Read an Excerpt
Only four days remained of her vacation.
Half listening to the TV meteorologist promising balmy days and cool nights along the Michigan coast, Laurel Eden fluffed the pillows behind her back and, with a sigh, selected several more of the brochures she'd requested from the state tourism department. She hadn't expended all this time and effort to face a dead end.
Somewhere in this blizzard of information was the answer. The ideal site for her gift store. She'd budgeted carefully and wisely invested her lump sum divorce settlement. She'd made the necessary contacts, done her research. Yet despite all her preparation, the right location continued to elude her.
Adding to her frustration was pressure from her parents to settle in the mountains of West Virginia, where they lived, instead of in Michigan. Without hurting their feelings, she'd patiently explained that, with her failed marriage finally behind her, she needed to make a success of something all her own.
As a sales rep for a cooperative of Appalachian artisans and craftsmen, of which her parents were members, she'd traveled throughout the North Central states, but it was western Michiganand the lakethat drew her with an elemental pull. Once she'd decided to settle here, she'd assumed picking a site would be a simple matter. Wrong.
She turned to the sole remaining brochure. A small resort community on Lake Michigan, near Lake City. A viable weekend destination for Chicagoans. So far so good. She unfolded the glossy paper and studied the photographic spread.
Her breathing slowed.
A quaint lakeside gazebo, surrounded by tulip beds. In the distance, blue-green foam-tipped breakers.
A shiver of anticipation ratcheted down her spine. She couldn't ignore the hope that filled her. Besides, she had nothing to lose by going to Belle-porte, which wasn't that far out of her way.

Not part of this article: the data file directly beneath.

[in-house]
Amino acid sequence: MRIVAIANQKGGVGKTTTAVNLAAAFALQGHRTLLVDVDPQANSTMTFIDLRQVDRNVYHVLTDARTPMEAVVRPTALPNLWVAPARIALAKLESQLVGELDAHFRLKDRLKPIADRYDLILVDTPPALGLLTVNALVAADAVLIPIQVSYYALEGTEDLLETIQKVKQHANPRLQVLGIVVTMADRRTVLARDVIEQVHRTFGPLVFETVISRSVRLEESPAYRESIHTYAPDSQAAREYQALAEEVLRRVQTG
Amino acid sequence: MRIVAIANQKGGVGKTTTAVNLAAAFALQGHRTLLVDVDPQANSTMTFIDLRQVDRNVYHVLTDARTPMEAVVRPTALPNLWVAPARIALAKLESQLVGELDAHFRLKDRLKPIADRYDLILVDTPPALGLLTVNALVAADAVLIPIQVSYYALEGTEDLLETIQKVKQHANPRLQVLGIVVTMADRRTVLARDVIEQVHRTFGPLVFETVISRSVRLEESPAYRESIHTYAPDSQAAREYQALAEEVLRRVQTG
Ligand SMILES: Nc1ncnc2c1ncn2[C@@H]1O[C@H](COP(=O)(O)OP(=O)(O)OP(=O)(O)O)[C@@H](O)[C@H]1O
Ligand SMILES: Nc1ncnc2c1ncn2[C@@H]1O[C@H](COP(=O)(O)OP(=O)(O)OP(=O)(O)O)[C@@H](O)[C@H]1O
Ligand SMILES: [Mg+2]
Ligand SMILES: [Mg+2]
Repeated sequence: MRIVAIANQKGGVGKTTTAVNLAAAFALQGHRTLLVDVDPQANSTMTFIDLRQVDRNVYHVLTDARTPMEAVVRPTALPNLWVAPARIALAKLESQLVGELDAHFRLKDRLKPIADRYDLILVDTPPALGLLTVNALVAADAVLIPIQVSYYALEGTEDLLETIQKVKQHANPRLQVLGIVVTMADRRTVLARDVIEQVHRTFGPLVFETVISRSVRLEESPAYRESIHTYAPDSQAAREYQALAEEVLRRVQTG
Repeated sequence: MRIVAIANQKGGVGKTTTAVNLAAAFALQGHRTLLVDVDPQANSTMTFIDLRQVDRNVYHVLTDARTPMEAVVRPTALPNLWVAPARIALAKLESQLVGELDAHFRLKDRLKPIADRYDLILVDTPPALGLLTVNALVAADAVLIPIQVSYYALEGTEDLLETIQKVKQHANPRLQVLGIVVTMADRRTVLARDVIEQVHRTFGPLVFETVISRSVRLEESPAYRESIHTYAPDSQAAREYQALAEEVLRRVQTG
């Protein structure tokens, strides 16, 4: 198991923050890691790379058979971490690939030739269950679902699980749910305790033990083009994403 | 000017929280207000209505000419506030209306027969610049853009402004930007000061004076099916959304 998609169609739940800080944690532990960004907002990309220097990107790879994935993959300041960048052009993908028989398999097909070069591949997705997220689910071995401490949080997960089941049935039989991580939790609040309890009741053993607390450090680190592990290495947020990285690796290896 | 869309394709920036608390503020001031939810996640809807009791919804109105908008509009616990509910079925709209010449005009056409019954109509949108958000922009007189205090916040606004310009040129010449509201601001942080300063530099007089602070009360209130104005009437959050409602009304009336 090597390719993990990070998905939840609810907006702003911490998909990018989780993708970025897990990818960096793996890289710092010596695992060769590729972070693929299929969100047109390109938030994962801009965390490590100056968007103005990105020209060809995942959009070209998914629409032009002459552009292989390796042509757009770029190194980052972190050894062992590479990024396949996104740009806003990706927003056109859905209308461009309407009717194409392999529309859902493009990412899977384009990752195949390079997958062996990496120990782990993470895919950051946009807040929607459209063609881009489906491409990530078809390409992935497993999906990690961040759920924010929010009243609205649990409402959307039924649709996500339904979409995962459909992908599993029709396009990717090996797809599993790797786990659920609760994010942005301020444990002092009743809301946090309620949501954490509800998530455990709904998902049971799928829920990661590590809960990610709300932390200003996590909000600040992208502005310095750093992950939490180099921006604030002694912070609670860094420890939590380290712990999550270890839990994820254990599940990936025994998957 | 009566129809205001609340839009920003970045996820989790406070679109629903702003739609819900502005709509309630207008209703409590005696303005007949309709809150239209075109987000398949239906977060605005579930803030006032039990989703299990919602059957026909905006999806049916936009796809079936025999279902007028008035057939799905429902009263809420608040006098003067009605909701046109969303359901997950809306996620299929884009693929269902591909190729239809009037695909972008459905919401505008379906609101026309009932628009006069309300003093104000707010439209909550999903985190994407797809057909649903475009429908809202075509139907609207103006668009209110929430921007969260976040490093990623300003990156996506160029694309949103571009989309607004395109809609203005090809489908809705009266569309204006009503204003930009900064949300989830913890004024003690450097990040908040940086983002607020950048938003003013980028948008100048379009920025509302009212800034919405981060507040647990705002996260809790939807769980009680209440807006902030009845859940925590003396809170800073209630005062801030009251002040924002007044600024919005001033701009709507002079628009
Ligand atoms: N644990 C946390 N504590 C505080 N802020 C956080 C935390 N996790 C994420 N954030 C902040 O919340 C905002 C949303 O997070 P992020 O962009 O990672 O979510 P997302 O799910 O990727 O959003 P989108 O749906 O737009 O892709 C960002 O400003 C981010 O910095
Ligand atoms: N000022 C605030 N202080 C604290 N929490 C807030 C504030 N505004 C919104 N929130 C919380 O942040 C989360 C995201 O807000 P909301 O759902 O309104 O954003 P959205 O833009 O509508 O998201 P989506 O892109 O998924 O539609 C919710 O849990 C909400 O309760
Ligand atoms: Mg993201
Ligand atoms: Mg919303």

Even the name of the town seemed a positive omen. After all, belle meant beautiful.
Arriving in Belleporte late the next morning, Laurel was immediately captivated by the diverse architecture of the residencesa Cape Cod, a charming faux-Tudor, a boardinghouse box of a home with a huge wraparound front porch. Winding roads curled away from the core of the town through thick woods and on toward the dunes and lakeside beach cottagesalthough in her judgment, "cottage" hardly did justice to the high-priced dwellings.
By midafternoon she'd checked into Primrose House, one of several local bed-and-breakfasts, and explored the business district. Though small, there were a few shops as well as a law office, a real estate agency and a branch banking facility. The owner of the sandwich shop where she stopped for lunch was a longtime resident and filled Laurel in on the town's history.
Founded in the 1920s as a summer retreat for wealthy Chicagoans, Belleporte had always been a family-oriented community. Although the town's population more than doubled in the summer months, over half of the homes were now permanently occupied, and many had passed from the original families.
Late in the afternoon, Laurel strolled along the beach, considering her options. The repetitive sound of the waves beating against the sand helped ground her runaway enthusiasm. Was Belleporte the place? Or was she merely frustrated by her fruitless search and impatient to make a decision?
If she decided on Belleporte, The Gift Horse would have to fill a specialized niche, attracting both locals and visitors, and be profitable enough to support her during the off-season.
When the wind freshened, she plunged her hands into her jacket pockets and lowered her head, lost in thought. Business considerations aside, she also had to be realistic about her personal motives. She needed to be sure about Belleporte. After all, she would be giving up a lucrative job to pursue this dream. She could hardly afford another impetuous mistake like her doomed marriage to Curt Vanover. It had taken her four years to get out of that situation, reclaim her maiden name and forge a new life for herself.